It also seems that she made numerous assumptions in order to reach these bizarre and contradictory conclusions. Her main assumption is that robbing one spouse of their earned income, to be delivered to a divorcing wife, is somehow an economic stimulus. In fact, it’s the basic broken window fallacy applied to marriage and divorce. Again, how the ħɘ11 can a statistician who advises a federal reserve bank not know this? Or worse yet, maybe they do know it, but the Dɘɘp Statɘ parasites in charge of the federal reserve just don’t give a crap because they have been lining their pockets for decades by adhering to the broken window fallacy, and thereby destroying this nation’s financial culture for generations to come.
We must give women a sufficient incentive to destroy their husbands and families
The author wrote the following myopic argument.
“In a divorce, family courts redistribute resources gained during (and sometimes before) marriage. Women have more to gain in divorce if laws are more favorable to wives.
No $ħ!t, Sherlock! You have more to gain in pursuing something that will benefit you!
The prospect of onerous alimony, child support and other divorce compensation increases wives’ bargaining power when they have the option to divorce.”
While she was at least frank enough to mention earlier (in passing) the emotional carnage involved in the nature of divorce, sadly, she has yet to realize that economic incentives incentivize such behavior. The laws are currently favorable to wives. No one disputes that. All women need to do is to manufacture a spurious accusation and make one call to the local police, who will employ the Duluth model to get him kicked out of the house. Next, call a divorce lawyer to handle the rest. She shouldn’t worry about a thing. The court will ensure that her ex will pay for it all! Not even anyone at her converged choich will condemn her. It’ll be cheap, quick, easy, and she’ll never have to feel guilty nor ashamed. (At least, not for the next few years.)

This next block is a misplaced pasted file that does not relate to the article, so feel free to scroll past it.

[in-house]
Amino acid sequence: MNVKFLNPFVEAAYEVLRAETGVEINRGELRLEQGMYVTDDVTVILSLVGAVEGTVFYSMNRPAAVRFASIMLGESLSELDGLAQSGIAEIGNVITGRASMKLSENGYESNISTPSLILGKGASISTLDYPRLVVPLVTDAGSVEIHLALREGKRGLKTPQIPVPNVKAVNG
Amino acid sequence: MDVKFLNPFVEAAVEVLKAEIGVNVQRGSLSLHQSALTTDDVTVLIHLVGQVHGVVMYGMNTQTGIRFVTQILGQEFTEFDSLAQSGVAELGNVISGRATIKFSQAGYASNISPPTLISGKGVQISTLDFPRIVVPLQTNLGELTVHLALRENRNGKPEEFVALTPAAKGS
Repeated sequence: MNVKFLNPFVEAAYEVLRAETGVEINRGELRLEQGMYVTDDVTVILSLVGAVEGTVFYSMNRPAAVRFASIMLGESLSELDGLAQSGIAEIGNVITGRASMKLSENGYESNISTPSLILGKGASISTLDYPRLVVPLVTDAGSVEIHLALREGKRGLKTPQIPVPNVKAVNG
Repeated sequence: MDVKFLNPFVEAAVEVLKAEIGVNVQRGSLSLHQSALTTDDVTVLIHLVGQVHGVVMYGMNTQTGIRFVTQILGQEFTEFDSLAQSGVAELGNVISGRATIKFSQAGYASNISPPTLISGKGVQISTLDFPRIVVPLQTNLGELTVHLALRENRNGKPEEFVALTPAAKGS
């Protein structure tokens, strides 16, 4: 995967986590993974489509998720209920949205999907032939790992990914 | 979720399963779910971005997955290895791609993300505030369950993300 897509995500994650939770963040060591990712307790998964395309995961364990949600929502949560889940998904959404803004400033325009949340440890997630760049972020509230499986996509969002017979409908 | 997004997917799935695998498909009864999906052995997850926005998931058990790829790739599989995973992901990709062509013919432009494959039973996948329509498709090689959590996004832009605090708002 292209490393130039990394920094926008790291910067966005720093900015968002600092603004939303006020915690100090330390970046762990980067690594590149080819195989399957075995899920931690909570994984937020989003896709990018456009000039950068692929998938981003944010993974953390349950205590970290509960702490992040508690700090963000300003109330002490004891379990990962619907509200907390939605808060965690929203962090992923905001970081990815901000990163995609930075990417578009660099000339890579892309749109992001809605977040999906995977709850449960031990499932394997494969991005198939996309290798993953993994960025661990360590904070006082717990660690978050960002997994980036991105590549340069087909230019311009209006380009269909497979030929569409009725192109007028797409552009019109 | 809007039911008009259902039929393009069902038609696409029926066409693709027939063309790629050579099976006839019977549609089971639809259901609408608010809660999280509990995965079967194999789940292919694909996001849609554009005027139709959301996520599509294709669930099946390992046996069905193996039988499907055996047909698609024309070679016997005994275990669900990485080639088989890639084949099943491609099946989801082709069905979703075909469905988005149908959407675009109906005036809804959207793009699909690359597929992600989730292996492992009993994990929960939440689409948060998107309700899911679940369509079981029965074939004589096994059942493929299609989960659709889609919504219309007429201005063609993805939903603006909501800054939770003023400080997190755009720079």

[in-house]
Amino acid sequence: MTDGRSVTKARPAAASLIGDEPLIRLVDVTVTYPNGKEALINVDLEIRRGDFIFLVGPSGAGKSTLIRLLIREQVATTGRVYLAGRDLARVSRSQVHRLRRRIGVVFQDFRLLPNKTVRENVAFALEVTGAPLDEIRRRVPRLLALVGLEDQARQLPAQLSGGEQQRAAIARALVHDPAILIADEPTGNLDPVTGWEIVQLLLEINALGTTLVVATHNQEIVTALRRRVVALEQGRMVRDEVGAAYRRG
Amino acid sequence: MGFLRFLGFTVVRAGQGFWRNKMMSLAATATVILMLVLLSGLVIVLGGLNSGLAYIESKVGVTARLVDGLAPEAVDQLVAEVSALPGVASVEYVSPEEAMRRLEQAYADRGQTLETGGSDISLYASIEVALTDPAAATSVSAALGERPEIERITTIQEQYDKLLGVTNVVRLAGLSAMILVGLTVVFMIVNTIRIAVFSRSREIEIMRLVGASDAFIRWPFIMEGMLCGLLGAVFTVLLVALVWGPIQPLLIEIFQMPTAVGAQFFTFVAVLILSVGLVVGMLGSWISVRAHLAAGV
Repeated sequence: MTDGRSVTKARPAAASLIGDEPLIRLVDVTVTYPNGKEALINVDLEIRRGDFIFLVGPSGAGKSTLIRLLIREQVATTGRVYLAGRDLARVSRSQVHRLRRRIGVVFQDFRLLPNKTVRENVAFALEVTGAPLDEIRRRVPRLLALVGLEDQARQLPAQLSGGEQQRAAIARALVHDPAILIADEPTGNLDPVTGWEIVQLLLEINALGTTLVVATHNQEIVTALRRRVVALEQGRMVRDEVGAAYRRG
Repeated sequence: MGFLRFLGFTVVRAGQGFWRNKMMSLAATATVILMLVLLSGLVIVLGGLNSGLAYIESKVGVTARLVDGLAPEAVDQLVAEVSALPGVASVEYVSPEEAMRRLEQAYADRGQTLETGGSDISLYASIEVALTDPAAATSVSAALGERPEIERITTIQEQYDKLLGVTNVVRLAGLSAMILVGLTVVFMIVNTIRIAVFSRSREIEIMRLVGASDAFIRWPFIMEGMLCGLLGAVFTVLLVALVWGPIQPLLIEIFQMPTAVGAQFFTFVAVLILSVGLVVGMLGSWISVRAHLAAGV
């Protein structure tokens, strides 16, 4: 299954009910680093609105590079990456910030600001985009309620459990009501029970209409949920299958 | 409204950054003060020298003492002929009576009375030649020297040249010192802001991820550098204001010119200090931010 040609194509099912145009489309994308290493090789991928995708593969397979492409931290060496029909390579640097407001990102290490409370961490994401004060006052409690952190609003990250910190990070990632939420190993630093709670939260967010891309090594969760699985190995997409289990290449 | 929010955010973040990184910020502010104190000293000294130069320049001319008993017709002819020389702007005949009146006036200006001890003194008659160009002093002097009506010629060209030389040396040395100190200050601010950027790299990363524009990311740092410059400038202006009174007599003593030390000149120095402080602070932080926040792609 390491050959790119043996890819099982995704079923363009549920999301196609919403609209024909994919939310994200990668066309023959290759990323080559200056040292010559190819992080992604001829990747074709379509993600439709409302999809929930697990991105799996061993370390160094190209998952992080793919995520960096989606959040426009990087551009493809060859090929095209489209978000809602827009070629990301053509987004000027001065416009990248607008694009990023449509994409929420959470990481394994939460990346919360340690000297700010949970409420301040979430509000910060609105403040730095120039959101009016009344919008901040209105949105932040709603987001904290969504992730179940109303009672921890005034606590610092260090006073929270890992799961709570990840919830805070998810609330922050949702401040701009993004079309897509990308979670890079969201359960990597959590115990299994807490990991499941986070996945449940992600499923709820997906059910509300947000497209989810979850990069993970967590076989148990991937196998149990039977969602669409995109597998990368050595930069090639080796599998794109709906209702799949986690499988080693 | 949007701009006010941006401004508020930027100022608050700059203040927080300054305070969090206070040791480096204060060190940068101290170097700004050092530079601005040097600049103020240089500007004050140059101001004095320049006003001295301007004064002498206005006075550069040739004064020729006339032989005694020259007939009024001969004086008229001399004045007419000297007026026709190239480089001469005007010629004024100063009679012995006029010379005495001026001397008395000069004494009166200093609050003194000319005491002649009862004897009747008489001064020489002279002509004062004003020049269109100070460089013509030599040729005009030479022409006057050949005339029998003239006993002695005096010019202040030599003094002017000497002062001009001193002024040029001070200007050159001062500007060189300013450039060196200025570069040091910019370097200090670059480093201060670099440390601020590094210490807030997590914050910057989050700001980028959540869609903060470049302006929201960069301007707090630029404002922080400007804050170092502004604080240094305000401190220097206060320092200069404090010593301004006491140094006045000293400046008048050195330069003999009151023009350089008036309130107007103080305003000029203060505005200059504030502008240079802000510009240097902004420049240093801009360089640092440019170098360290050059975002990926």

“It may be less favorable for husbands but the reverse is also true when divorce laws are more favorable to husbands.”
But Misty, the reverse is not true! As it now stands, about 70% of divorces are initiated by women. As more Unhaaappy™ wives realize that a divorce could provide them with nearly the same income but without the burdens of marital responsibilities, such as being subject to the man’s authority, then more wives will wake up to the common sense wisdom of getting a divorce.